Anne-Claire Legendre has been Consul General of France in New York since August 2016. She is the first woman to hold this position. As Consul General, Ms. Legendre is in charge of promoting the influence and appeal of France across the tri-state area of New York, Connecticut, and New Jersey, as well as Bermuda.  A native of Brittany, Anne-Claire Legendre graduated from the Institut d’Etudes Politiques in Paris, and holds degrees from Institut National des Langues et Civilisations Orientales (in Arabic) and the University of Sorbonne-Nouvelle in Paris (in modern languages and literature). She previously served at the French embassy in Yemen in 2005-2006, before joining the Direction of the French Abroad at the Ministry of Foreign Affairs, where she contributed to develop consular cooperation between member states from the European Union. From 2008 to 2010, she was in charge of bilateral relations with Algeria as part of the Direction of North Africa and the Middle East. She was then appointed to the Permanent Mission of France to the United Nations, where she served under the current French Ambassador to the United States, Mr. Gérard Araud, until 2013. As the Arab Spring upheavals placed the Middle East at the center of attention, she supervised negotiations on Syria, Lebanon, Israel-Palestine, and Irak, at the Security Council of the United Nations. In 2013, she was called to the cabinet of the Minister of Foreign Affairs and International Development, Mr. Laurent Fabius, where she served as Advisor on North Africa and the Middle East.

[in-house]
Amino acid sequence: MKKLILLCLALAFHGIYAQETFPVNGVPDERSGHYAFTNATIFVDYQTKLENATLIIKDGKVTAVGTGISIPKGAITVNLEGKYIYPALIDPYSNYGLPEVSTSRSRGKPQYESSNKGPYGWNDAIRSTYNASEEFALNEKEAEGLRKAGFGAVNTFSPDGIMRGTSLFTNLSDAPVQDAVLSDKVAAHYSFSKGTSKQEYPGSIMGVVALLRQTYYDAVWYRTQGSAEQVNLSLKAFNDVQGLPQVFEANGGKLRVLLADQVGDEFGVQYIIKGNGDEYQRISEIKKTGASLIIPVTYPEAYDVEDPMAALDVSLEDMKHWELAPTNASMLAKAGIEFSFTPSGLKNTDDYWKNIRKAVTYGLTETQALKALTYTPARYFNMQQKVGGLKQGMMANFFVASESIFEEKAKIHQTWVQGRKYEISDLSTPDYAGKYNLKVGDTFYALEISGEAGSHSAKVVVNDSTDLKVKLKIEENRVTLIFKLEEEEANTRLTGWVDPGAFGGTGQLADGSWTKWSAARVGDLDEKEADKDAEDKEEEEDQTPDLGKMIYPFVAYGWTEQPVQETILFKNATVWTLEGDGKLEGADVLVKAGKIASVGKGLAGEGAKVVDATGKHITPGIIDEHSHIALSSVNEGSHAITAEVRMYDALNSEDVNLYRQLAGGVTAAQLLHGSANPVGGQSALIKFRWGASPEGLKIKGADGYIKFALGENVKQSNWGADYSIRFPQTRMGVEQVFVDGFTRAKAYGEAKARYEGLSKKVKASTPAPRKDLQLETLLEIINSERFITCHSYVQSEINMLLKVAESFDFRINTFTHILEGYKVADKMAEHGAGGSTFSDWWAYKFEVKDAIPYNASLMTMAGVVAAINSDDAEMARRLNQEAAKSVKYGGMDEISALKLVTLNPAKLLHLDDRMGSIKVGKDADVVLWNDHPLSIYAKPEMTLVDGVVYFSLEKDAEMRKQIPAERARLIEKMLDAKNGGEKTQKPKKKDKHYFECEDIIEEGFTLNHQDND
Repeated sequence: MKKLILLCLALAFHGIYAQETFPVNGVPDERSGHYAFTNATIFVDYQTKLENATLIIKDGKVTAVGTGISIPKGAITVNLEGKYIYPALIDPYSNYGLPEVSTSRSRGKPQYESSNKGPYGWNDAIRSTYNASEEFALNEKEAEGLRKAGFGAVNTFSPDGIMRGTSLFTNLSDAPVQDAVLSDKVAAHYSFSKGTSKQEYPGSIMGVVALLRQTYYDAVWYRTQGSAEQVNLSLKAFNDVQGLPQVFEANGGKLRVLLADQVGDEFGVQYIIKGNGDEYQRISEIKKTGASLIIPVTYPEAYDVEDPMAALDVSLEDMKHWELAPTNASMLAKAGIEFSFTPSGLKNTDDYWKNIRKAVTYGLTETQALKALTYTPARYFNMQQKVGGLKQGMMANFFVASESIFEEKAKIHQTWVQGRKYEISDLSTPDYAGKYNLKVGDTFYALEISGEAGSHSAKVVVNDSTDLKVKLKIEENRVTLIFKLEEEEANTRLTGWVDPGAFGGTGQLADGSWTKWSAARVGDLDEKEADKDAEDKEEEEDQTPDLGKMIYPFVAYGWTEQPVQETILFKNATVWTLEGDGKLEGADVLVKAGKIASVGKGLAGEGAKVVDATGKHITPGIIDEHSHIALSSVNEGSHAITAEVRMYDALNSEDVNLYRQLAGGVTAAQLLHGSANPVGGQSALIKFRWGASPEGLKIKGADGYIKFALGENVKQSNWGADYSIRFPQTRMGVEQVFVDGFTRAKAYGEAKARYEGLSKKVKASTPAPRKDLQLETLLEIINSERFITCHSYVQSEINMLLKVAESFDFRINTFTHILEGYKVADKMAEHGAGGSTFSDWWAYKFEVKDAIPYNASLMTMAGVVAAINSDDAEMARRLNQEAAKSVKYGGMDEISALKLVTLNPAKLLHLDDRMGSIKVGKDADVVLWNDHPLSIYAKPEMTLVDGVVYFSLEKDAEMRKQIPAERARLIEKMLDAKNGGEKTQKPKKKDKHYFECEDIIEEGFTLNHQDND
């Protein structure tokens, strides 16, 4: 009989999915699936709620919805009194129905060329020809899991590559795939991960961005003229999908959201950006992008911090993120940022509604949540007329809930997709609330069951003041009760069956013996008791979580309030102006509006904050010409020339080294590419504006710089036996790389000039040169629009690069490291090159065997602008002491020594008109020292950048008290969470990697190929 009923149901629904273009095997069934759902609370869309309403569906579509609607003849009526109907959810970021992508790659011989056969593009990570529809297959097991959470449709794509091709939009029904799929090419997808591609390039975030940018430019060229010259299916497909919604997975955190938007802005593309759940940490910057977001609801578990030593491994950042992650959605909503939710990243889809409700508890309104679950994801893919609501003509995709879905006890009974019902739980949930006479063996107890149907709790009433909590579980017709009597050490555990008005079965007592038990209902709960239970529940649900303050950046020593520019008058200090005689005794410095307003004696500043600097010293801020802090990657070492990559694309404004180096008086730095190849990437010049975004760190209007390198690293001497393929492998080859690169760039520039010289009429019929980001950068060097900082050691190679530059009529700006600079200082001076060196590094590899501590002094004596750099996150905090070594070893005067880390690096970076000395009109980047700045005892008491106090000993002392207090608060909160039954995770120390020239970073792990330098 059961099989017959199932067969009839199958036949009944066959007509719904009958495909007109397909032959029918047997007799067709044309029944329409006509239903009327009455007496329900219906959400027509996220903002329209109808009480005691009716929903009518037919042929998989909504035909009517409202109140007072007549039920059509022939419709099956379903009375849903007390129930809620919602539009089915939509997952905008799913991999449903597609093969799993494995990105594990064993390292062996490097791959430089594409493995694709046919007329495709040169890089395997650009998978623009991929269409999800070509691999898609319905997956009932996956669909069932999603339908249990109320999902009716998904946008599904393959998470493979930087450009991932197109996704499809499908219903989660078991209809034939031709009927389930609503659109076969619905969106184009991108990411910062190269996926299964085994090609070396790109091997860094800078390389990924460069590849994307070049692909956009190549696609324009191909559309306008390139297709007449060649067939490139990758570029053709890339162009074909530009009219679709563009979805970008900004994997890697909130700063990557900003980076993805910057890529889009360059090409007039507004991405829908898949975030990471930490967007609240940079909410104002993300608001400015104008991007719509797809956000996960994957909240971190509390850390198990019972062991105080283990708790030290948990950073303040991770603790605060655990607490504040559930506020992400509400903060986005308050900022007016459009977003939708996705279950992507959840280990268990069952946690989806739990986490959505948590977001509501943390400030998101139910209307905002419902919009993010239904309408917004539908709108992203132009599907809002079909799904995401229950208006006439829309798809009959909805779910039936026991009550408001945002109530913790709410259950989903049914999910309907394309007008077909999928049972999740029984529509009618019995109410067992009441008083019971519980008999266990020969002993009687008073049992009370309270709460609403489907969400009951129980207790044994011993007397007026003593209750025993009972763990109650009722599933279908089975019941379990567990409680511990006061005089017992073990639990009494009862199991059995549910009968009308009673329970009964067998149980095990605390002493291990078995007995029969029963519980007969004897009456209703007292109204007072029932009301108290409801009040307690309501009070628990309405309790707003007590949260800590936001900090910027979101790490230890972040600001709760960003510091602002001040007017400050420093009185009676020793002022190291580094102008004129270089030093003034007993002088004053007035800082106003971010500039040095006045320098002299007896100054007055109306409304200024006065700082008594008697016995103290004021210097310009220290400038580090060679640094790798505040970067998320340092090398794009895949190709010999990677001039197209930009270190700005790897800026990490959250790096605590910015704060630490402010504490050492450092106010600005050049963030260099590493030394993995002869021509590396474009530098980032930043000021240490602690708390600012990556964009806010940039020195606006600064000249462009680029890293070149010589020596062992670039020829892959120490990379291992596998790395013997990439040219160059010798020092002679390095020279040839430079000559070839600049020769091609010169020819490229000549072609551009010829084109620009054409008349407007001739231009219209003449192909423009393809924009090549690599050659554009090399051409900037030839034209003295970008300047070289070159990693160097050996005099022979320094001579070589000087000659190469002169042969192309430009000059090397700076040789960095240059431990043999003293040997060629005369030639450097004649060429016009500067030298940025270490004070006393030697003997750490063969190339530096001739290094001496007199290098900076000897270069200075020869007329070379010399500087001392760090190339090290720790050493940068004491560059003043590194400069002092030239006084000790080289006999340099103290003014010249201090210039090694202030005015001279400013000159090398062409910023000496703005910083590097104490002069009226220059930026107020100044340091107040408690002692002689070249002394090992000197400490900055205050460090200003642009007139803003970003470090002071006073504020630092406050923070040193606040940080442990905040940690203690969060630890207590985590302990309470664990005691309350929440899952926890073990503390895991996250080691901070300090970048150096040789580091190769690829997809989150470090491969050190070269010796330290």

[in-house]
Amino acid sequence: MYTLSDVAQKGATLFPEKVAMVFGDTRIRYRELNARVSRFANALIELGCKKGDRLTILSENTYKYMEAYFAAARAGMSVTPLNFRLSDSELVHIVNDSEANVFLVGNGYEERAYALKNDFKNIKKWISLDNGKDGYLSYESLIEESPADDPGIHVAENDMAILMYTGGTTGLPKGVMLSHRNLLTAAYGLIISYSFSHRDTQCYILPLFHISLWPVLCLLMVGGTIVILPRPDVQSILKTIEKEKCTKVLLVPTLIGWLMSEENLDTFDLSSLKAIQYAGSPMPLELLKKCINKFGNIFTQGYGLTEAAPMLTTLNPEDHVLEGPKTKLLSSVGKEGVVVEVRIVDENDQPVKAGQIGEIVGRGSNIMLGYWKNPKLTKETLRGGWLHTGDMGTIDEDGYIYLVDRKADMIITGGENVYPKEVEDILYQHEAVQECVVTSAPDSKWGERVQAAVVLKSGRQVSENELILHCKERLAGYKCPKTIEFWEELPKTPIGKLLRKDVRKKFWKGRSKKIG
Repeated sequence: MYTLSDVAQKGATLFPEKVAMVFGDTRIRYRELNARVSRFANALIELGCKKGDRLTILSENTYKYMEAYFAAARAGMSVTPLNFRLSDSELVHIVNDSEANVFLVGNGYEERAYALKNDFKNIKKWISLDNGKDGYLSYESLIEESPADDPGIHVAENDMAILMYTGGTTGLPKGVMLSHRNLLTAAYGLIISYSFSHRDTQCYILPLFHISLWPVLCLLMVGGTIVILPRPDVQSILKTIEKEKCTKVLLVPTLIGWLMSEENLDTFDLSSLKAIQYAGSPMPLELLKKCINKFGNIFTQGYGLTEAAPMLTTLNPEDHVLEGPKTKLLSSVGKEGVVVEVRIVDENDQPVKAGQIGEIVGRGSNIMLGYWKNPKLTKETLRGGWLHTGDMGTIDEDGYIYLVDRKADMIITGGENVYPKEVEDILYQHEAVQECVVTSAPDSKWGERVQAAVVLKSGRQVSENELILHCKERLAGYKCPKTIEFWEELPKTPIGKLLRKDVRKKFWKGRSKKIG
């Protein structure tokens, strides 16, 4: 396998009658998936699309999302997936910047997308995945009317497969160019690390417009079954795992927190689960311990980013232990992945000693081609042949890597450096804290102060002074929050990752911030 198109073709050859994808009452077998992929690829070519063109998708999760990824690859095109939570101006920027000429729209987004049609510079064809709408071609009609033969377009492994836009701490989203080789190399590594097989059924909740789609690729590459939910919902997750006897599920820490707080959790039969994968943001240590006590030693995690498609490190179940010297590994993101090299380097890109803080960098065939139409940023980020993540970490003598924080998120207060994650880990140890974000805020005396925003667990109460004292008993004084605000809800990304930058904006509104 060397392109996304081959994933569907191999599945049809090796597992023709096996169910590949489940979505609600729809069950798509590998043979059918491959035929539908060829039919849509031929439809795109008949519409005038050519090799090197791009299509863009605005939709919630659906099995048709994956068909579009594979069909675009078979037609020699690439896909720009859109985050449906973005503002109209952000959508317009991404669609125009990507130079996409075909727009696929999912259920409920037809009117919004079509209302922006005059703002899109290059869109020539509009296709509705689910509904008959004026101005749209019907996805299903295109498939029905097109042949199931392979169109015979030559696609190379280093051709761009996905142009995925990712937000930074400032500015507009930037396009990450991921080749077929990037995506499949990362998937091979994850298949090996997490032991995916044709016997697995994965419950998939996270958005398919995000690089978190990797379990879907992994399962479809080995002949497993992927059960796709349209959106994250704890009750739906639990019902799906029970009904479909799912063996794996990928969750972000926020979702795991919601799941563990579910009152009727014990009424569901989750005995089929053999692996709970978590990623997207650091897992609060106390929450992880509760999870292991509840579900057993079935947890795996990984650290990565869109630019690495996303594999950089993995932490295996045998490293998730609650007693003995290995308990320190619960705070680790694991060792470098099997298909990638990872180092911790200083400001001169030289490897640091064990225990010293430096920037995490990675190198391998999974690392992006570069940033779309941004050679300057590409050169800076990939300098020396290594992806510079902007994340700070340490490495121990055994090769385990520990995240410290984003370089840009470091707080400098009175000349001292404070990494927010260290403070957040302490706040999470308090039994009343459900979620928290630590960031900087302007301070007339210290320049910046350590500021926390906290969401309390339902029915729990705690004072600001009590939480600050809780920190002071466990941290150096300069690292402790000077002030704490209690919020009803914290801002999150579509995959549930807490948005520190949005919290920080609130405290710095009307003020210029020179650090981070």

Populism in Europe as a Problem of Social Integration

Feb 14, 2018  ·  12:15 p.m. 1:20 p.m.  ·  TBD

An Accidental Brexit

Mar 21, 2018  ·  12:15 p.m. 1:20 p.m.  ·  Robertson 023

Organized by the EU Program

Aspirational Iconography: Becoming European in Postcommunist States

Apr 18, 2018  ·  12:15 p.m. 1:20 p.m.  ·  TBD

Tenth Annual Princeton Workshop on European Integration

May 4, 2018  ·  8:30 a.m. 6:00 p.m.  ·  144 Louis A. Simpson International Building